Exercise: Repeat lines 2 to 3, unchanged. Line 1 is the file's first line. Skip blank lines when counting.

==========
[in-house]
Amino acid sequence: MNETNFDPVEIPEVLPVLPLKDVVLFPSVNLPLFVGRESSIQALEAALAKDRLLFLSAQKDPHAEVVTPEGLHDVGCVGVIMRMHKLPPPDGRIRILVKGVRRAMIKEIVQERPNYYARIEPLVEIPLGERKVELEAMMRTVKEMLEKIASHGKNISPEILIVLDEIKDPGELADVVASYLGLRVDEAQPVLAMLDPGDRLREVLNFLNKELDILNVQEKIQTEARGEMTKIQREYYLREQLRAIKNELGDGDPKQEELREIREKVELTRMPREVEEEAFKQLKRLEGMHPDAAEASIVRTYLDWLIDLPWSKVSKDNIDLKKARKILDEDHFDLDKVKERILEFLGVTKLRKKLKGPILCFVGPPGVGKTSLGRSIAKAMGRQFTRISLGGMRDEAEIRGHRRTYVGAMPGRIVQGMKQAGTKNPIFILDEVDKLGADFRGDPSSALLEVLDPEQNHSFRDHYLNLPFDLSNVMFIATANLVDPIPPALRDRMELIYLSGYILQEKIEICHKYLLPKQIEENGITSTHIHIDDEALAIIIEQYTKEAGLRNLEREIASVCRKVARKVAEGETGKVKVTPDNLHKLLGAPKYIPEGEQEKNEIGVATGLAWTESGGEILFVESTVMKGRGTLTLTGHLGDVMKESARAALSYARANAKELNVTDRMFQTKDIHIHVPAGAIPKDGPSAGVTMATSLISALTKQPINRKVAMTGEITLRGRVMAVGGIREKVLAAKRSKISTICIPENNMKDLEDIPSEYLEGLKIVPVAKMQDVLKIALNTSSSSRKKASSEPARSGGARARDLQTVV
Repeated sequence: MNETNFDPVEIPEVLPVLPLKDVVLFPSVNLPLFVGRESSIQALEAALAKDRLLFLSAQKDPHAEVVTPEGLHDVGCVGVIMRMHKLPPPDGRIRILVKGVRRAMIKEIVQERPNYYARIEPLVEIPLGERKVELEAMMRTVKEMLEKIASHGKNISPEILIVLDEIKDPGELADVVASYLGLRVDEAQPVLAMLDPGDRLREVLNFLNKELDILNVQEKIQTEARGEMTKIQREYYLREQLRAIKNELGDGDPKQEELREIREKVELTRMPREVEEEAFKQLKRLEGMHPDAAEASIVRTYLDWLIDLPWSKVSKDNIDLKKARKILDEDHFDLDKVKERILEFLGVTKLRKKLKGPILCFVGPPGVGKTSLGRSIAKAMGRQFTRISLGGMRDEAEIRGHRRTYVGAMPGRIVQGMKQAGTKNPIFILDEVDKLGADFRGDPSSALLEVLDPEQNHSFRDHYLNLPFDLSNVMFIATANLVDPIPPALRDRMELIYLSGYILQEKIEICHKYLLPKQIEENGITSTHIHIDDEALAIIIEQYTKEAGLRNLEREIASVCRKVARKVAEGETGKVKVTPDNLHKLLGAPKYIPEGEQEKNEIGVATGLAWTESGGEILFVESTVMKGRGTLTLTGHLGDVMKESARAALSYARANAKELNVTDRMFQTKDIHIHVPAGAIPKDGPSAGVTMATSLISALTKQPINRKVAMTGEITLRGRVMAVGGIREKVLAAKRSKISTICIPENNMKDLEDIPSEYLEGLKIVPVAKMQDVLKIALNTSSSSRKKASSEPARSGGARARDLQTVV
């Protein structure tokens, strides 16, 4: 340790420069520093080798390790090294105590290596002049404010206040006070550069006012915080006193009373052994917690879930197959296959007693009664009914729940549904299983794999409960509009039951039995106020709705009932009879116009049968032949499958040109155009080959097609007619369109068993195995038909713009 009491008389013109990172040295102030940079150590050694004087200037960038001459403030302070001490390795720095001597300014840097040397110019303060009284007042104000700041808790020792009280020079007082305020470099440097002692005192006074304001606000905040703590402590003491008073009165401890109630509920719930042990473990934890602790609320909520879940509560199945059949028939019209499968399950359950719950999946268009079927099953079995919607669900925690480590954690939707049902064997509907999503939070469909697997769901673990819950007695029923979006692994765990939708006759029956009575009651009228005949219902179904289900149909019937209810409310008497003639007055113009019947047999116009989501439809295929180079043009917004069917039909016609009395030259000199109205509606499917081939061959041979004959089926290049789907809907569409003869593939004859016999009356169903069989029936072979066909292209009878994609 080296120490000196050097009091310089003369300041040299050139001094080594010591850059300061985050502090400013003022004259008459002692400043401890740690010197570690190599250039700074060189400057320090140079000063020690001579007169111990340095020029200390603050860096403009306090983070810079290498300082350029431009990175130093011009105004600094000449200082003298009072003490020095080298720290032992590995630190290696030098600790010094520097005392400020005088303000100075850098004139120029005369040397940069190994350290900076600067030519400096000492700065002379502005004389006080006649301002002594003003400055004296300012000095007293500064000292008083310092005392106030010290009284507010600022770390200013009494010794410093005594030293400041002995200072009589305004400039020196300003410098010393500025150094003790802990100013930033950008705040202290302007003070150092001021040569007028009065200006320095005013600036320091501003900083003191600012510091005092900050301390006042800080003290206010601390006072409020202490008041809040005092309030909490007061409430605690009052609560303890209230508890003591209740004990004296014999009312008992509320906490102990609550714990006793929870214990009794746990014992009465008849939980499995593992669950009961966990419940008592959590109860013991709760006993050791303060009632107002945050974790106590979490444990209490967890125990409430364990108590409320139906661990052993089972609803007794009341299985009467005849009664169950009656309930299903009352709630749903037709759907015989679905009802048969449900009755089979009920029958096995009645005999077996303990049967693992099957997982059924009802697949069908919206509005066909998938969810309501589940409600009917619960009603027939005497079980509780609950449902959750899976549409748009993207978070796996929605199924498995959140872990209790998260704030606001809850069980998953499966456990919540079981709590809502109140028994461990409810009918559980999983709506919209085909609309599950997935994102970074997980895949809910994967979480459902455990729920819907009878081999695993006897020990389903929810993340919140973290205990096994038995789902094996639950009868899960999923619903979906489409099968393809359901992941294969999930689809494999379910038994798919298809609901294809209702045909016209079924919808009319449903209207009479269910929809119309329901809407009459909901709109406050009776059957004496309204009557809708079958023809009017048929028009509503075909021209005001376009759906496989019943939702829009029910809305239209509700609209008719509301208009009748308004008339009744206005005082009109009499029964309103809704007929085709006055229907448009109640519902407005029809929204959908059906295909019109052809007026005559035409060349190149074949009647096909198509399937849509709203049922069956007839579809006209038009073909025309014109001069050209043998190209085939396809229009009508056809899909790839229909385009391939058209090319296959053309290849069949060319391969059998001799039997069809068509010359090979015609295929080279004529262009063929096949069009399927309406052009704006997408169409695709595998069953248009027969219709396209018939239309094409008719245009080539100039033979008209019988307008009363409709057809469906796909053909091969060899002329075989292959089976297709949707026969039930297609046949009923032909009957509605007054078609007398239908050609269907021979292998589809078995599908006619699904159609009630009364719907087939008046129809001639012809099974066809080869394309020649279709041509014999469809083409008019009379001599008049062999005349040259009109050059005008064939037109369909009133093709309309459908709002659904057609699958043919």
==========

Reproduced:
Amino acid sequence: MNETNFDPVEIPEVLPVLPLKDVVLFPSVNLPLFVGRESSIQALEAALAKDRLLFLSAQKDPHAEVVTPEGLHDVGCVGVIMRMHKLPPPDGRIRILVKGVRRAMIKEIVQERPNYYARIEPLVEIPLGERKVELEAMMRTVKEMLEKIASHGKNISPEILIVLDEIKDPGELADVVASYLGLRVDEAQPVLAMLDPGDRLREVLNFLNKELDILNVQEKIQTEARGEMTKIQREYYLREQLRAIKNELGDGDPKQEELREIREKVELTRMPREVEEEAFKQLKRLEGMHPDAAEASIVRTYLDWLIDLPWSKVSKDNIDLKKARKILDEDHFDLDKVKERILEFLGVTKLRKKLKGPILCFVGPPGVGKTSLGRSIAKAMGRQFTRISLGGMRDEAEIRGHRRTYVGAMPGRIVQGMKQAGTKNPIFILDEVDKLGADFRGDPSSALLEVLDPEQNHSFRDHYLNLPFDLSNVMFIATANLVDPIPPALRDRMELIYLSGYILQEKIEICHKYLLPKQIEENGITSTHIHIDDEALAIIIEQYTKEAGLRNLEREIASVCRKVARKVAEGETGKVKVTPDNLHKLLGAPKYIPEGEQEKNEIGVATGLAWTESGGEILFVESTVMKGRGTLTLTGHLGDVMKESARAALSYARANAKELNVTDRMFQTKDIHIHVPAGAIPKDGPSAGVTMATSLISALTKQPINRKVAMTGEITLRGRVMAVGGIREKVLAAKRSKISTICIPENNMKDLEDIPSEYLEGLKIVPVAKMQDVLKIALNTSSSSRKKASSEPARSGGARARDLQTVV
Repeated sequence: MNETNFDPVEIPEVLPVLPLKDVVLFPSVNLPLFVGRESSIQALEAALAKDRLLFLSAQKDPHAEVVTPEGLHDVGCVGVIMRMHKLPPPDGRIRILVKGVRRAMIKEIVQERPNYYARIEPLVEIPLGERKVELEAMMRTVKEMLEKIASHGKNISPEILIVLDEIKDPGELADVVASYLGLRVDEAQPVLAMLDPGDRLREVLNFLNKELDILNVQEKIQTEARGEMTKIQREYYLREQLRAIKNELGDGDPKQEELREIREKVELTRMPREVEEEAFKQLKRLEGMHPDAAEASIVRTYLDWLIDLPWSKVSKDNIDLKKARKILDEDHFDLDKVKERILEFLGVTKLRKKLKGPILCFVGPPGVGKTSLGRSIAKAMGRQFTRISLGGMRDEAEIRGHRRTYVGAMPGRIVQGMKQAGTKNPIFILDEVDKLGADFRGDPSSALLEVLDPEQNHSFRDHYLNLPFDLSNVMFIATANLVDPIPPALRDRMELIYLSGYILQEKIEICHKYLLPKQIEENGITSTHIHIDDEALAIIIEQYTKEAGLRNLEREIASVCRKVARKVAEGETGKVKVTPDNLHKLLGAPKYIPEGEQEKNEIGVATGLAWTESGGEILFVESTVMKGRGTLTLTGHLGDVMKESARAALSYARANAKELNVTDRMFQTKDIHIHVPAGAIPKDGPSAGVTMATSLISALTKQPINRKVAMTGEITLRGRVMAVGGIREKVLAAKRSKISTICIPENNMKDLEDIPSEYLEGLKIVPVAKMQDVLKIALNTSSSSRKKASSEPARSGGARARDLQTVV